People along the East Coast will be able to catch a glimpse of the International Space Station as it flies over part of the United States two nights this week.
The space station will light up the sky Thursday and Friday. As long as skies are clear, people all across the eastern U.S. from Atlanta up to Boston will be able to see the station twinkling amongst the stars around 8:46 p.m. ET on Thursday and around 7:58 p.m. ET on Friday.
Russia's Soyuz MS-12 spacecraft carrying the members of the International Space Station (ISS) expedition 59/60, NASA astronauts Christina Hammock Koch and Nick Hague and Russian cosmonaut Alexey Ovchinin, blasts off to the ISS from the launch pad at the Russian-leased Baikonur cosmodrome in Kazakhstan on March 14, 2019. Viewers in the eastern U.S. will be able to see the space station on September 19, 2019. KIRILL KUDRYAVTSEV/AFP/Getty Images
However, the orbiting laboratory will only be visible for a few moments—it travels at a speed of 17,500 miles per hour—and the time in which it passes over each state will vary. The space station is typically the brightest and most visible during dusk and dawn. Viewers can get a more accurate time frame of when the station will be visible in their state by checking NASA's website.
The space station will be the third brightest object in the sky, according to NASA. The high-flying spacecraft orbits at an average altitude of roughly 250 miles above the Earth. Its passage over the Eastern U.S. marks the completion of one of the many orbits around the globe the station has made this year. A new international crew of six astronauts is expected to board the station on September 25.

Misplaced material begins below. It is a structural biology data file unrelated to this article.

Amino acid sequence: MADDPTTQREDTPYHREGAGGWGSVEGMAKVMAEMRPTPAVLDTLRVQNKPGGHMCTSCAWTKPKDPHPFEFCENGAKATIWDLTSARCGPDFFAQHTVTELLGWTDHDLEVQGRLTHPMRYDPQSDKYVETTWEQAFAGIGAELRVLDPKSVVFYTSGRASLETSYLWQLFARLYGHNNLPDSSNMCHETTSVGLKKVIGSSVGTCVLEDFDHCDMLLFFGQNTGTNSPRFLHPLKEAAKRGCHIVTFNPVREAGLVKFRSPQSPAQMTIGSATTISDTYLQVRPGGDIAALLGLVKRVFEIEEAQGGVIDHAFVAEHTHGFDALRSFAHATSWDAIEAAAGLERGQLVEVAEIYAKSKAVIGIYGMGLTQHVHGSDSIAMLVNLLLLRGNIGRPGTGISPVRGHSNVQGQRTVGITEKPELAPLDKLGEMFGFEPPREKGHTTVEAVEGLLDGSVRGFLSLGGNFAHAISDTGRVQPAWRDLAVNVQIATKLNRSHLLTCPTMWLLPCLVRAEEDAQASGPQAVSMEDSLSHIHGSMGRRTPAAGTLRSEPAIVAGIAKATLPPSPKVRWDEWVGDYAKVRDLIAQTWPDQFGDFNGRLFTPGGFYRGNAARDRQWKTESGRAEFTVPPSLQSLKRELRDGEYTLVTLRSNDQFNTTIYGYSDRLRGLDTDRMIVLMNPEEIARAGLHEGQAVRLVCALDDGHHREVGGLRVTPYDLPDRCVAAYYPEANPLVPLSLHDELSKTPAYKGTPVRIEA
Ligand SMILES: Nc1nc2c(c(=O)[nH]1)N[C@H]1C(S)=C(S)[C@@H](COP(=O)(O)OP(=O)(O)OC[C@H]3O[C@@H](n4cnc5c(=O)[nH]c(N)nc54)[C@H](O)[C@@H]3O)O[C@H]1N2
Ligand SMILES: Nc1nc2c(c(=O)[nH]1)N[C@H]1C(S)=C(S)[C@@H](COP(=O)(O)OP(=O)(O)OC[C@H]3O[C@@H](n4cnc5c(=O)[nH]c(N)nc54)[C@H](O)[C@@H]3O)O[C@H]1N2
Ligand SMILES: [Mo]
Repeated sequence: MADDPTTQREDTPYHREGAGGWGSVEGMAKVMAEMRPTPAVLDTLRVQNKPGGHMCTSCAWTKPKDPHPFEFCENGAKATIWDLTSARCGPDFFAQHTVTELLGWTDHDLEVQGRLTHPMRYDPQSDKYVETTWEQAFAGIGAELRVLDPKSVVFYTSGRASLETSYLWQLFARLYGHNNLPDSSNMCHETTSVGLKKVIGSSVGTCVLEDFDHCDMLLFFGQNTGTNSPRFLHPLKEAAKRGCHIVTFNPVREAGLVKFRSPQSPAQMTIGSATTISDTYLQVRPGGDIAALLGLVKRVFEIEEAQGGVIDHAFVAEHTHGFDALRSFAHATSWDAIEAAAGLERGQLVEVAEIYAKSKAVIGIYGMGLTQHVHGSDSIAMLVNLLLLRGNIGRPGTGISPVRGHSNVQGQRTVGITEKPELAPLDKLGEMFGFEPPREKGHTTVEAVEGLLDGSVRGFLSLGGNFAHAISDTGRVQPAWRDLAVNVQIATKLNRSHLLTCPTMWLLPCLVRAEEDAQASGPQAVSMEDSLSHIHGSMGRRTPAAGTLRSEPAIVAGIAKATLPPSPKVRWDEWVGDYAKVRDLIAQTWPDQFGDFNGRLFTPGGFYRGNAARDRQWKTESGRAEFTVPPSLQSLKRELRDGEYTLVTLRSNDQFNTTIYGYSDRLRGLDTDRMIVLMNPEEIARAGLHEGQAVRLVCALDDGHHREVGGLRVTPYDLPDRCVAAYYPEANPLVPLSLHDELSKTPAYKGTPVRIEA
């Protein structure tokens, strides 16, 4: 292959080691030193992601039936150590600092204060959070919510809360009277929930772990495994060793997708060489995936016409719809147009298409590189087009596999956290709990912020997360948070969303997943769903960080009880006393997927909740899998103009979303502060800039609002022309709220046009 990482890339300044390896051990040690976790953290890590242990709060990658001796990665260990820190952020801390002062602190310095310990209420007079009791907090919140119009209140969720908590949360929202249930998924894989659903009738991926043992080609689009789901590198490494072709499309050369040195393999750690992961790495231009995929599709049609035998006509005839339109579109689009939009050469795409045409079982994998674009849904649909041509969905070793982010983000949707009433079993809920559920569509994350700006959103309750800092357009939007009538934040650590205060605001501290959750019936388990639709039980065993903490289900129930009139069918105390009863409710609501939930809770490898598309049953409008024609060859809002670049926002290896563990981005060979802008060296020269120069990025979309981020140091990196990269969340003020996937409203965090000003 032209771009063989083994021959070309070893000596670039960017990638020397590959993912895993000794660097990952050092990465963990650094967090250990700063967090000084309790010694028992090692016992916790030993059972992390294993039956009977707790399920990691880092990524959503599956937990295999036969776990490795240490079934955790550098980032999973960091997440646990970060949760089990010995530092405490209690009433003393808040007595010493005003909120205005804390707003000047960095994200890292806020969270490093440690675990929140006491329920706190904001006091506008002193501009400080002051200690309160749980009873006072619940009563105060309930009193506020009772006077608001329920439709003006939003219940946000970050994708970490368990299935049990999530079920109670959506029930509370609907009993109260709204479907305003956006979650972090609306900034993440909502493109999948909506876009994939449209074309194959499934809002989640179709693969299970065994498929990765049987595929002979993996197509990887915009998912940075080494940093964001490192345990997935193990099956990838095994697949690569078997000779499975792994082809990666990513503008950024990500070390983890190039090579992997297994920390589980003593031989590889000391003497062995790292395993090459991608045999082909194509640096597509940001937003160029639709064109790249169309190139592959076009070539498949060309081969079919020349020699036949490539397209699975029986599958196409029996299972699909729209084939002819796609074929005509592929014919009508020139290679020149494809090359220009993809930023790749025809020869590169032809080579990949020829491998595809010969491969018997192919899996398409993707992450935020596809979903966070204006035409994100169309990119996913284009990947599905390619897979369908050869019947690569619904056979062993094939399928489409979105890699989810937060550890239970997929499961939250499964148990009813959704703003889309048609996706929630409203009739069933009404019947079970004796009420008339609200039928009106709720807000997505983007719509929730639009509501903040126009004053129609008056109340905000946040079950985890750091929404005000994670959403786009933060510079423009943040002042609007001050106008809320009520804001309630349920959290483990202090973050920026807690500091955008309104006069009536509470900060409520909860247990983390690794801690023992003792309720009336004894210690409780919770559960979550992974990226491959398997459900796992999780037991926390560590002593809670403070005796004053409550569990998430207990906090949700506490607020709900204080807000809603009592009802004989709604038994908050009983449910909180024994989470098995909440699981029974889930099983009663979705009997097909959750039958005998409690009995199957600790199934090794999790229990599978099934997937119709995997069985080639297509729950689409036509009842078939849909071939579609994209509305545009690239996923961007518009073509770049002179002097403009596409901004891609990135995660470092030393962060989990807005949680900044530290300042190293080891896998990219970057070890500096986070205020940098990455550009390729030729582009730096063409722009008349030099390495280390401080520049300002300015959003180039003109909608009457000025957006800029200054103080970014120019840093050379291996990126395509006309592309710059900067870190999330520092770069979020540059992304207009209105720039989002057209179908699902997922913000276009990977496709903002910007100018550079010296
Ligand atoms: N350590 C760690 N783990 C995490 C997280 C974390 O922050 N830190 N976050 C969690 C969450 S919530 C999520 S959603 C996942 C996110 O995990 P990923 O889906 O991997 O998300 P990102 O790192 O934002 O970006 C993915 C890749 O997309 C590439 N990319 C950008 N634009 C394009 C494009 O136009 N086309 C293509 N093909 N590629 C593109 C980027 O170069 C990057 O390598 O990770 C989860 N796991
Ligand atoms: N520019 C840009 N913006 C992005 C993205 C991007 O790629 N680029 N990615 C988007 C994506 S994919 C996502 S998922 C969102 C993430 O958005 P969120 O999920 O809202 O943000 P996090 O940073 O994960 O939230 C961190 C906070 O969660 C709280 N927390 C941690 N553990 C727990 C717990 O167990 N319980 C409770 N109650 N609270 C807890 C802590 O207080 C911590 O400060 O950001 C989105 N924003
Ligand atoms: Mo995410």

The station was first launched into space in 1998 and the first crew arrived in November 2000. Astronauts have occupied the spacecraft, which is about the size of an American football field, continuously ever since. The ship features six sleep quarters, two bathrooms and a gym.
The spacecraft serves as a science laboratory for astronauts where they can conduct research that couldn't be achievable on Earth and conduct experiments that can be applied to everyday life on Earth. They also study the effects of microgravity on the human body along with learning how to keep a spacecraft functioning properly for extended periods of time. Peggy Whitson, who spent 665 days aboard the station, holds the record for the most days any human has ever spent in space.
More than 2,400 research investigations have been completed by scientists from more than 103 countries.
Astronauts are responsible for the maintenance and repairs of the space station, which means they often have to go outside the spacecraft to fix things, resulting in crews conducting more than 200 spacewalks outside the space station.